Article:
It took me a long time to understand what my American colleagues meant by "Supplier Diversity". This idea was so far from my references, my experiences or my culture that I could hardly imagine how this could materialize. One of the reasons I was stalling was the fact that this policy was not managed by the diversity teams but by the purchasing teams, and I had a hard time understanding the demands of our customers who came from different departments but wore All the word "Diversity"
I was not the only one to lose myself, and I remember the rather dubious appeal received from an affiliate manager in Hungary. One of its biggest client was a huge global group headquartered in the United States. The buyer of this group asked the following question to our teams: "Can you tell me how many millions of dollars you buy from companies owned by African-Americans in Hungary? The local buyer himself was not sure what he was returning, but headquarters had asked him to report on the subject. And when headquarters demand, everyone runs ...
It was the perfect illustration of one of my do-it-yourself maxims: "diversity is diverse ..."
If we think that we can do the same thing in the same way everywhere in the world, we expose ourselves to big mistakes which can curl the ridicule. In the case of Hungary, I advised my interlocutor to explain to his client that the number of African-Americans in Hungary was rather low and that they should be concentrated in the offices of the Embassy of the States United….
However, simply saying "your question is stupid" would be a mistake, because if we cannot apply the American model everywhere, we can and must think about how our companies can play an active role with their suppliers. I see this as an excellent way of spreading "the good word" throughout the company, even if it is far from being won. Buyers are increasingly under pressure: prices pulled down, tight settlement conditions, shortened logistics, reinforced quality control, etc. Difficult to find a place for subjects that do not seem directly related to the business: Performance is almost always linked to financial indicators.
Nevertheless, it is necessary to start a day even if it is complicated, and even if our laws and our cultures do not take us in the same directions as our American friends.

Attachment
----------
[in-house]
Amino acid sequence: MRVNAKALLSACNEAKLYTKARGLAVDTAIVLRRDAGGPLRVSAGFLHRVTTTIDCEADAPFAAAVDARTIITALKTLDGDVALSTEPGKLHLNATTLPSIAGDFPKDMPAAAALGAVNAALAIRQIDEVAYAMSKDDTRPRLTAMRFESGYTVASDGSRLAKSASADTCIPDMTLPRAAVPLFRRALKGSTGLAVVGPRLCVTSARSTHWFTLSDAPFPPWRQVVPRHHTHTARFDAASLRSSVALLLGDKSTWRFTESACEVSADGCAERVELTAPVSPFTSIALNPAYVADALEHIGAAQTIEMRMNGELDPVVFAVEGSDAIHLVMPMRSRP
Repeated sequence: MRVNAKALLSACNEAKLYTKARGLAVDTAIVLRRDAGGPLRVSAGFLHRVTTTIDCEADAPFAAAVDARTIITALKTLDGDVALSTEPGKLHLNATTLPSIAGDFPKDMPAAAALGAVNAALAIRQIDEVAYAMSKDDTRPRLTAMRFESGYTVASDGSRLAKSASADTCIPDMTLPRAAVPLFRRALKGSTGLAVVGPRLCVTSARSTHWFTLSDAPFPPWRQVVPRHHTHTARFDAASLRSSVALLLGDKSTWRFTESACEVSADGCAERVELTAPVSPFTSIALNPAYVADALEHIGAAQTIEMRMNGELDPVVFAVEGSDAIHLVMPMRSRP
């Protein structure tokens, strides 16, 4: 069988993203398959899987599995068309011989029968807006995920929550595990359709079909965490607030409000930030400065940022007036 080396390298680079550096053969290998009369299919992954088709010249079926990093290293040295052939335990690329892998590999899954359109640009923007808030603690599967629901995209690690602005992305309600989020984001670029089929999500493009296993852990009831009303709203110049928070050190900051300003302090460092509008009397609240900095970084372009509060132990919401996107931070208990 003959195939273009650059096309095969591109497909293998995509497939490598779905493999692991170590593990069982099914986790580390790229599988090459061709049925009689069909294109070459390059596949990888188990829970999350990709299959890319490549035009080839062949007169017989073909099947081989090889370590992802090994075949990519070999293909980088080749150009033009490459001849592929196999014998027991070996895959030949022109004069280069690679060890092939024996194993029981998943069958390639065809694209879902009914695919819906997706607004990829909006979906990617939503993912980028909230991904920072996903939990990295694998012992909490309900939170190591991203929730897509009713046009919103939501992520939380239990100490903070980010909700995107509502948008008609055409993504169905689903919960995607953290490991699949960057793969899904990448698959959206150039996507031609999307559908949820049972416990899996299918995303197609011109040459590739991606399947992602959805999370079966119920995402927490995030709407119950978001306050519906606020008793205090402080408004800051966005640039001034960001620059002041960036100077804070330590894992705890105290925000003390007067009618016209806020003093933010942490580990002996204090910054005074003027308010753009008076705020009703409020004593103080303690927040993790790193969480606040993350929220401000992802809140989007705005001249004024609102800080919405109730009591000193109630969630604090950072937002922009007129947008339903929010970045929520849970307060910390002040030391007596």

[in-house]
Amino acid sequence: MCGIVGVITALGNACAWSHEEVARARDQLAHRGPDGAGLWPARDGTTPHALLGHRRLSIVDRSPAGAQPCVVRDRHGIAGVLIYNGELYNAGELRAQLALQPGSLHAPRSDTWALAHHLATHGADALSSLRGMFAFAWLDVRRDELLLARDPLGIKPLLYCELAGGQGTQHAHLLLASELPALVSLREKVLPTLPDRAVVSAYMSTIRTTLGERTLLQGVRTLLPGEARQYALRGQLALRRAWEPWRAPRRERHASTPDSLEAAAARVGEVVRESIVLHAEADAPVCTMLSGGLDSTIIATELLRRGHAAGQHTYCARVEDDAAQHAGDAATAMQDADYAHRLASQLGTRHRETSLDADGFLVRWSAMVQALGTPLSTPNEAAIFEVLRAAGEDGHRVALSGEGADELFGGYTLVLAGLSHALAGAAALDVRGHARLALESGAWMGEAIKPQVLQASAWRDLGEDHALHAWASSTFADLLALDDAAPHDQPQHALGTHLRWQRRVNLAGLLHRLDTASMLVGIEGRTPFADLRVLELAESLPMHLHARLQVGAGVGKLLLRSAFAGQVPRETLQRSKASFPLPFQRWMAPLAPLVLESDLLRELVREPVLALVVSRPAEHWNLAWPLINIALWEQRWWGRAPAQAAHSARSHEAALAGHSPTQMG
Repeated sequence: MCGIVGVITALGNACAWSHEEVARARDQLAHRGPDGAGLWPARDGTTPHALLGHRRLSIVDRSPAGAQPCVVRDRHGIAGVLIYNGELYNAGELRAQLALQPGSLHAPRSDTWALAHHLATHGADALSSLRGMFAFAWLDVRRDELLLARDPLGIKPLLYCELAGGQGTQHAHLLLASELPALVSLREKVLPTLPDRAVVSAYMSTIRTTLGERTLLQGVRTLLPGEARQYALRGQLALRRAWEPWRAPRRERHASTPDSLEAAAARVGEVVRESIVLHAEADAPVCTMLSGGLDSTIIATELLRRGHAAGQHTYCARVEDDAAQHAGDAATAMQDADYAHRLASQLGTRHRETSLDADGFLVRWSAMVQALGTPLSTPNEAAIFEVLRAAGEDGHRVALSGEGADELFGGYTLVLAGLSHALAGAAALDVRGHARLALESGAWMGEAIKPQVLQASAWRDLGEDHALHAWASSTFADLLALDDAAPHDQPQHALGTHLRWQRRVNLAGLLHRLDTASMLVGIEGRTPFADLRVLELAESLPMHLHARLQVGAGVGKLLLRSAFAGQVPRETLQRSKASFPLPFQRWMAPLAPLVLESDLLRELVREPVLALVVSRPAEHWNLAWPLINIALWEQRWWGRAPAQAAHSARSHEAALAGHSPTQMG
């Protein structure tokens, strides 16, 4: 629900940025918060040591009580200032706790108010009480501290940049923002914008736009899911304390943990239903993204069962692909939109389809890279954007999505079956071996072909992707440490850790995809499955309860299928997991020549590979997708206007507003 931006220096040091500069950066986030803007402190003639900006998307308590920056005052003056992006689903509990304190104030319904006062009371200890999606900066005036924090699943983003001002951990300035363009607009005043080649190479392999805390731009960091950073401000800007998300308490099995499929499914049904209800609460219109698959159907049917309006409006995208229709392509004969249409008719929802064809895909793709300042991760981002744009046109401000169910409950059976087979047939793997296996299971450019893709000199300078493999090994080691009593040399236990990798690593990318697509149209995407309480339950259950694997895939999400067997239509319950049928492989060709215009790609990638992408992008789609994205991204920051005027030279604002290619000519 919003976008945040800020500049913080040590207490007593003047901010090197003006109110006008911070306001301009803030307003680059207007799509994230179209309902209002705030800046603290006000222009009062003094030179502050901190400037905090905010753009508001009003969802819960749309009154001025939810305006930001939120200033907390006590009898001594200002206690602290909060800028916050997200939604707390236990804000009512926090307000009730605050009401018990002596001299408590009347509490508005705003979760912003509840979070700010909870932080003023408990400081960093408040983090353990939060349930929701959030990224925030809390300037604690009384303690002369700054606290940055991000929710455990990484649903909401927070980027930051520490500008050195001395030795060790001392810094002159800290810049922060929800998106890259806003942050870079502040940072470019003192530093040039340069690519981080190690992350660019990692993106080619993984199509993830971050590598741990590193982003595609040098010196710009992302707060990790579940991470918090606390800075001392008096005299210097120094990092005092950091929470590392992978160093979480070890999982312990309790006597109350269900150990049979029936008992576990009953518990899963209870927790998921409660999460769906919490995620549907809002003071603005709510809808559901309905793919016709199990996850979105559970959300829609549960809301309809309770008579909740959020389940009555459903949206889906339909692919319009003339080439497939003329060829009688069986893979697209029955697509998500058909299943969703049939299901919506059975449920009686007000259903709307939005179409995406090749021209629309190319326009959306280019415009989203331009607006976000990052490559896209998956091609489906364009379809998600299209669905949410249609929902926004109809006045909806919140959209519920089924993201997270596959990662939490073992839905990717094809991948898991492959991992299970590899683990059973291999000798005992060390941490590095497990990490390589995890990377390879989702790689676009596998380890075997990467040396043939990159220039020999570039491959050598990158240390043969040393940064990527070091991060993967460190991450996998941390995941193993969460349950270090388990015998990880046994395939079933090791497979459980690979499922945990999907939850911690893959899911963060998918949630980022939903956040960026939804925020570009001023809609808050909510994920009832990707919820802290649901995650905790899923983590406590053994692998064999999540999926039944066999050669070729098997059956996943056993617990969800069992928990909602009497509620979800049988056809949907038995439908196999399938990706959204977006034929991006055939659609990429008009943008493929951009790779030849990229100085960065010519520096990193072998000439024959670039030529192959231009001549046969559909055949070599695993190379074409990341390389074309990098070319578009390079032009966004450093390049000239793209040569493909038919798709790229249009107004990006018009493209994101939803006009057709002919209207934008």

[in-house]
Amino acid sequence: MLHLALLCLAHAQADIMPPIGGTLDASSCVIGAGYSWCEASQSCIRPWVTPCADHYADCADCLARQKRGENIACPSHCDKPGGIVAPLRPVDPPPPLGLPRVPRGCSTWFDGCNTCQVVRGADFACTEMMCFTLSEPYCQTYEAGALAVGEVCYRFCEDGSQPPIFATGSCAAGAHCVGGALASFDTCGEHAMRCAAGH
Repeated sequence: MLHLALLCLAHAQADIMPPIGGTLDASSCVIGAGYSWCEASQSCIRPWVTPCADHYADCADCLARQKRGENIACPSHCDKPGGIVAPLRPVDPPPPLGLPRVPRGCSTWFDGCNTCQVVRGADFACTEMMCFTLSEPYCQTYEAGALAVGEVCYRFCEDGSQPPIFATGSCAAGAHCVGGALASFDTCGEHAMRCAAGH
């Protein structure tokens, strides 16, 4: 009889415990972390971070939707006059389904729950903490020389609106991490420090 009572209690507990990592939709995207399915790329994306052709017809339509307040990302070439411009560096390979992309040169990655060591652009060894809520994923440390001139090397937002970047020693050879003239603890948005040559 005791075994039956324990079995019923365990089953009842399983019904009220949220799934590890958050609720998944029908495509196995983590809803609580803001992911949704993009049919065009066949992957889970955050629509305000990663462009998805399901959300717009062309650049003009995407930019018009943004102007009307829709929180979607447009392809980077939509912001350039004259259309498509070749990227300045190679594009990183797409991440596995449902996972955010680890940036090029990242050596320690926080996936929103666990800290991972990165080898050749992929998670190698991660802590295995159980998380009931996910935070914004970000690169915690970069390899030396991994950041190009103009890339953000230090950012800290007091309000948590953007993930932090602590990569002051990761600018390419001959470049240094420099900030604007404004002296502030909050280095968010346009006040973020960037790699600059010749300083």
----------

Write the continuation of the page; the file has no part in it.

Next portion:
In France, we have a legal provision similar to the "supplier diversity": the law on disability which provides for the use of the protected sector. This provision corresponds exactly to the criteria of the diversity of the suppliers: a supplier is selected on the basis of one of the criteria of diversity, in this case the handicap.
On the other hand, in France we cannot select a supplier on the basis of the origin, gender, age or sexual orientation of its leaders: this would be discrimination, and be said to be positive or Discrimination remains discrimination in the eyes of the law.
This does not mean that you cannot do anything, but you have to go through a structured approach and select priorities. Here are two examples:
• Entrepreneurship in neighborhoods: this is a real societal issue, with the unemployment rate being particularly high in neighborhoods, but the potential for business creation is real. For several years Adive (www.adive.fr) has been working to promote the economic activity of priority neighborhoods by bringing together entrepreneurs, many of whom are "diverse" (I hate this expression, but I do not think it better to illustrate my point!) with big companies that do not naturally draw in these ponds.
• Women's Entrepreneurship: Women are a very small minority in corporate management, and there is no good reason for this. Promoting women's entrepreneurship is not only possible, it is necessary because it is no longer necessary to demonstrate that women have levels of performance equivalent to men: to deprive themselves of them in entrepreneurship is an heresy. The Women Equity charts show each year (www.women-equity.org) and the Pionnières (www.lespionnieres.org) are an effective accompaniment to women designers.
At the same time, we have seen social clauses in tenders, in particular in the public sector, favoring local businesses, reserving jobs for disadvantaged people and developing short circuits.
The diversity of suppliers seems to me to be a heavy trend that is slow to impose itself for lack of definition and legal framework, it will be enough that two or three large companies structure a real strategy to create a movement.